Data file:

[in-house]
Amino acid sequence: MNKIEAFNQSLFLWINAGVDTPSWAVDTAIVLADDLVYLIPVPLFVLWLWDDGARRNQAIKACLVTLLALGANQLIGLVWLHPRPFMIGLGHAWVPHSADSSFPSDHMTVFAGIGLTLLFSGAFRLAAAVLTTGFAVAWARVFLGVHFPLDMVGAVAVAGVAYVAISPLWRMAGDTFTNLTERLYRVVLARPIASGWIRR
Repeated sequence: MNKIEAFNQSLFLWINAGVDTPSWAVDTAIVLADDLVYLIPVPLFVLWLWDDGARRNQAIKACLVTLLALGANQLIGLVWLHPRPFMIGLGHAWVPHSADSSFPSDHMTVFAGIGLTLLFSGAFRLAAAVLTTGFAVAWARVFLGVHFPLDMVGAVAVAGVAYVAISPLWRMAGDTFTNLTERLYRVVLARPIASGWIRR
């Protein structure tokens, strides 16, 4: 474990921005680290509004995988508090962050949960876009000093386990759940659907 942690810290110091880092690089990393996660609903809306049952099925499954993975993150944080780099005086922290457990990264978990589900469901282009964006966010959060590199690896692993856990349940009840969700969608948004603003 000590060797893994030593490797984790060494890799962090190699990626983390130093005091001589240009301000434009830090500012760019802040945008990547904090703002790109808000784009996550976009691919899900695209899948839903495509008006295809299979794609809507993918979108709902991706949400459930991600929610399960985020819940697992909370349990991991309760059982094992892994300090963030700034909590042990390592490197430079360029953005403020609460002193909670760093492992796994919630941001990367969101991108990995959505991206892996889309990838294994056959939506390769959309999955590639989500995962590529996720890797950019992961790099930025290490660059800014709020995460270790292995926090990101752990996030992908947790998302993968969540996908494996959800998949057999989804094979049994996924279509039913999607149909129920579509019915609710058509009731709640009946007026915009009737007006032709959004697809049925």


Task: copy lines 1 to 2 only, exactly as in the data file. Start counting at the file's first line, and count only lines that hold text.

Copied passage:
[in-house]
Amino acid sequence: MNKIEAFNQSLFLWINAGVDTPSWAVDTAIVLADDLVYLIPVPLFVLWLWDDGARRNQAIKACLVTLLALGANQLIGLVWLHPRPFMIGLGHAWVPHSADSSFPSDHMTVFAGIGLTLLFSGAFRLAAAVLTTGFAVAWARVFLGVHFPLDMVGAVAVAGVAYVAISPLWRMAGDTFTNLTERLYRVVLARPIASGWIRR